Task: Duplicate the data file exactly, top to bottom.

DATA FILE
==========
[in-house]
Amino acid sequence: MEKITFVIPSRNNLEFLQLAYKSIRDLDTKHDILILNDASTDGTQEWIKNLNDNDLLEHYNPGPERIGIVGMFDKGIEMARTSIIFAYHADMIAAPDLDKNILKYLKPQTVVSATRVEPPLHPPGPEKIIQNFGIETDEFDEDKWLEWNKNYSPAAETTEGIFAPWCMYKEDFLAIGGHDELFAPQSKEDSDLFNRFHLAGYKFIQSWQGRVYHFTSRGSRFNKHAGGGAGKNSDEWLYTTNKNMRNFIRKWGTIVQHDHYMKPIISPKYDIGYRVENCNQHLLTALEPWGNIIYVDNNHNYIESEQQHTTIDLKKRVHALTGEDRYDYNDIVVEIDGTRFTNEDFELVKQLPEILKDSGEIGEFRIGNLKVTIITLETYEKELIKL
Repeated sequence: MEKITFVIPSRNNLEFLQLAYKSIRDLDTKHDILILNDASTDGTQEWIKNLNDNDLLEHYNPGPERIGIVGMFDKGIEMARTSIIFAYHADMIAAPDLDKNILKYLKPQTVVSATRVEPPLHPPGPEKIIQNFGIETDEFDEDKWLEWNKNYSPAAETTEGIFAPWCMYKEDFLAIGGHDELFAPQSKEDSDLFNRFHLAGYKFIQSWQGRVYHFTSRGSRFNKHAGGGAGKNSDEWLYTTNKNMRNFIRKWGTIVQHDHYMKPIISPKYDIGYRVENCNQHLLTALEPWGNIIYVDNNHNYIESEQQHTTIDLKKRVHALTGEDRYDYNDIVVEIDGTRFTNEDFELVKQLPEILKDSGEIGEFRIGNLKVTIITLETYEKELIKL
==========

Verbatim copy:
[in-house]
Amino acid sequence: MEKITFVIPSRNNLEFLQLAYKSIRDLDTKHDILILNDASTDGTQEWIKNLNDNDLLEHYNPGPERIGIVGMFDKGIEMARTSIIFAYHADMIAAPDLDKNILKYLKPQTVVSATRVEPPLHPPGPEKIIQNFGIETDEFDEDKWLEWNKNYSPAAETTEGIFAPWCMYKEDFLAIGGHDELFAPQSKEDSDLFNRFHLAGYKFIQSWQGRVYHFTSRGSRFNKHAGGGAGKNSDEWLYTTNKNMRNFIRKWGTIVQHDHYMKPIISPKYDIGYRVENCNQHLLTALEPWGNIIYVDNNHNYIESEQQHTTIDLKKRVHALTGEDRYDYNDIVVEIDGTRFTNEDFELVKQLPEILKDSGEIGEFRIGNLKVTIITLETYEKELIKL
Repeated sequence: MEKITFVIPSRNNLEFLQLAYKSIRDLDTKHDILILNDASTDGTQEWIKNLNDNDLLEHYNPGPERIGIVGMFDKGIEMARTSIIFAYHADMIAAPDLDKNILKYLKPQTVVSATRVEPPLHPPGPEKIIQNFGIETDEFDEDKWLEWNKNYSPAAETTEGIFAPWCMYKEDFLAIGGHDELFAPQSKEDSDLFNRFHLAGYKFIQSWQGRVYHFTSRGSRFNKHAGGGAGKNSDEWLYTTNKNMRNFIRKWGTIVQHDHYMKPIISPKYDIGYRVENCNQHLLTALEPWGNIIYVDNNHNYIESEQQHTTIDLKKRVHALTGEDRYDYNDIVVEIDGTRFTNEDFELVKQLPEILKDSGEIGEFRIGNLKVTIITLETYEKELIKL